Category Archives: Calls for Papers (CFPs)

CFP: Constructivist Criticism Workshop (U. of Pennsylvania)

Deadline for Applications: December 05, 2017

Call for Papers: Constructivist Criticism Workshop

 
Jan 19 2018, University of Pennsylvania 
3-6 PM, College Hall 209

A colloquium for graduate students in social sciences and humanities, studying Russia, Eastern Europe, Central Asia, and the Caucasus to present works in progress.

This workshop is organized by a group of graduate students working in the broader Eurasia region, spread throughout the Comparative Literature, History and Anthropology departments at the University of Pennsylvania. Our goal for this workshop is to build community with colleagues along the Eastern seaboard and to create a forum for sharing and workshopping research in progress. We’ve been holding similar workshops (under the heading of Slavics without Borders) for 4-5 years, and these events have typically drawn graduate students and faculty from COML/Slavic, History, Anthropology, Art History and Annenberg, as well as junior and senior faculty from the greater Delaware Valley community.

The topic of the workshop is open, and the meetings are informal, workshop format, typically running for 2-3 hours, at which we spend 45 minutes per paper. We welcome future conference papers, dissertation prospectuses, and early-stage dissertation chapters. If you’re interested in presenting, please write to Helen Stuhr-Rommereim (sthelen@sas.upenn.edu) by Dec. 5, 2017 with a brief description of the paper topic, and the stage of your research. The papers will be pre-circulated a few days before the event to Penn department list-servs.

CFP: 15th GOSECA Graduate Conference (U. of Pittsburgh)

Deadline for Submissions: January 12, 2018

“Establishing (In)dependence”
15th Annual Graduate Conference
Graduate Organization for the Study of Europe & Central Asia (GOSECA)
March 23-25th, 2018 — University of Pittsburgh (Pittsburgh, PA)

The year 2018 marks the passing of a century since Europe’s political map was reconfigured with the end of World War I and the breakup of its continental empires.  It also marks the fifty-year anniversary of the Prague Spring and the cultural upheaval of 1968.  In the past one hundred years, nationalities across Eurasia have gained independence and lost it and won it anew, while still others remain under the sway of larger political entities.  The passing of this centenary prompts us to ask questions about the role of discourses of independence – and of dependence – in shaping the history of Eurasia.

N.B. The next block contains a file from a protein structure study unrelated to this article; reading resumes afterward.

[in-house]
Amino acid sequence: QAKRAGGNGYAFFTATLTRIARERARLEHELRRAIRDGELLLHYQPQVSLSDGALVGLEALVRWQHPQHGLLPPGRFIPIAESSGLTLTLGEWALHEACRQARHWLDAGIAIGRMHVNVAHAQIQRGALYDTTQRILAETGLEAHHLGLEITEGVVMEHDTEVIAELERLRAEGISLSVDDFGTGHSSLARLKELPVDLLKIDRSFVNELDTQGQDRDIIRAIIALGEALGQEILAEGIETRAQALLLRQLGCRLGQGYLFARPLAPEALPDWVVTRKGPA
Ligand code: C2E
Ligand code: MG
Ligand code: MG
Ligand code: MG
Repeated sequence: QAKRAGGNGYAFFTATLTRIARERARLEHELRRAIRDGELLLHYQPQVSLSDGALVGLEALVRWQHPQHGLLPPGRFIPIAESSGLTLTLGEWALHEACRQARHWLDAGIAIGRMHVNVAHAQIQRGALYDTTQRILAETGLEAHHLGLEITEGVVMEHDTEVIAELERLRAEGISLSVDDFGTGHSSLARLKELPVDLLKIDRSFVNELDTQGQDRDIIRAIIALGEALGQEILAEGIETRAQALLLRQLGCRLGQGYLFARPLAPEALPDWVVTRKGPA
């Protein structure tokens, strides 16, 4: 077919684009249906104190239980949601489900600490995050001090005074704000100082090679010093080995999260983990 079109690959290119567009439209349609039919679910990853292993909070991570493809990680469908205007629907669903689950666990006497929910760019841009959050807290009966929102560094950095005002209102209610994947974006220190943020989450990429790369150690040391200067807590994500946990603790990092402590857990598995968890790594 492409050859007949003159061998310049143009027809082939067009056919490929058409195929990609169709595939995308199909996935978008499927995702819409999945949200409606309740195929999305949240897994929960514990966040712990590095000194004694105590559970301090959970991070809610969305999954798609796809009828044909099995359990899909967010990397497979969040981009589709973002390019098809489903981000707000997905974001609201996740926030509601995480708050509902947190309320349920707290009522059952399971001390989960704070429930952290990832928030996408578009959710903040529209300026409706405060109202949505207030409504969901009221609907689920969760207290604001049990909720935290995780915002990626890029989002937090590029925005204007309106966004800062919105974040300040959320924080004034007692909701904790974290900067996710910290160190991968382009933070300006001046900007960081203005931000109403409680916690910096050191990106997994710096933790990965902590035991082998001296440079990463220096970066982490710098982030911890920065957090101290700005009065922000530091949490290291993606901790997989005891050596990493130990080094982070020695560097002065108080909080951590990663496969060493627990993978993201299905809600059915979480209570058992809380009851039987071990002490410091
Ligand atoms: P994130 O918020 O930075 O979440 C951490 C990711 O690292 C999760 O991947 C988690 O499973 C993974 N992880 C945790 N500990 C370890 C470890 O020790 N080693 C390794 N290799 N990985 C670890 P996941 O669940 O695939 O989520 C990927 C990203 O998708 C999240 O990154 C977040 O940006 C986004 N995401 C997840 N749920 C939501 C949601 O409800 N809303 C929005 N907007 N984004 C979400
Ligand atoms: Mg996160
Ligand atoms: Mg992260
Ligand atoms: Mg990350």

How have hegemonic power structures fostered cultures of dependence or movements towards independence?  How have tensions between political sovereignty and economic interdependence played out at regional or national levels?  How has the interplay between civic and ethnic nationalism manifested itself during crucial moments of transformation in the region?  This year, GOSECA invites conference participants to reflect on these questions and others, especially in the context of the transformative political moments of 1918 and 1968.

Though the conference is anchored in a retrospective of the centenary, the cultural and social changes across Eurasia that precipitated, accompanied, and followed these events are very much present in the region today. Participants whose research engages with historical periods prior to 1918, or with contemporary trends and developments in the region, are also encouraged to apply.

Submissions are accepted from a wide range of disciplines, including but not limited to:
–       Literary and Cultural Studies
–       Medicine and Public Health
–       Military and Security Studies
–       Environmental Studies
–       History
–       Sociology
–       Gender and Sexuality Studies
–       Public Policy & Law
–       International Affairs
–       Anthropology
–       Political Science
–       Economics
–       Religious Studies

***Comparative or interdisciplinary research is not only accepted, but encouraged***

Submission Deadline: Friday, January 12th, 2018, 11:59 PM EST
Please submit a 300 word (double-spaced) abstract and 2-page CV through our website.
The submission form is available at goseca.ucis.pitt.edu/submissions-form
Accepted papers will be notified by Sunday, January 21st, 2018.
Please contact info.goseca@gmail.com with any questions.

CFP: Czech Studies Workshop (Columbia U)

Deadline for applications: January 8, 2018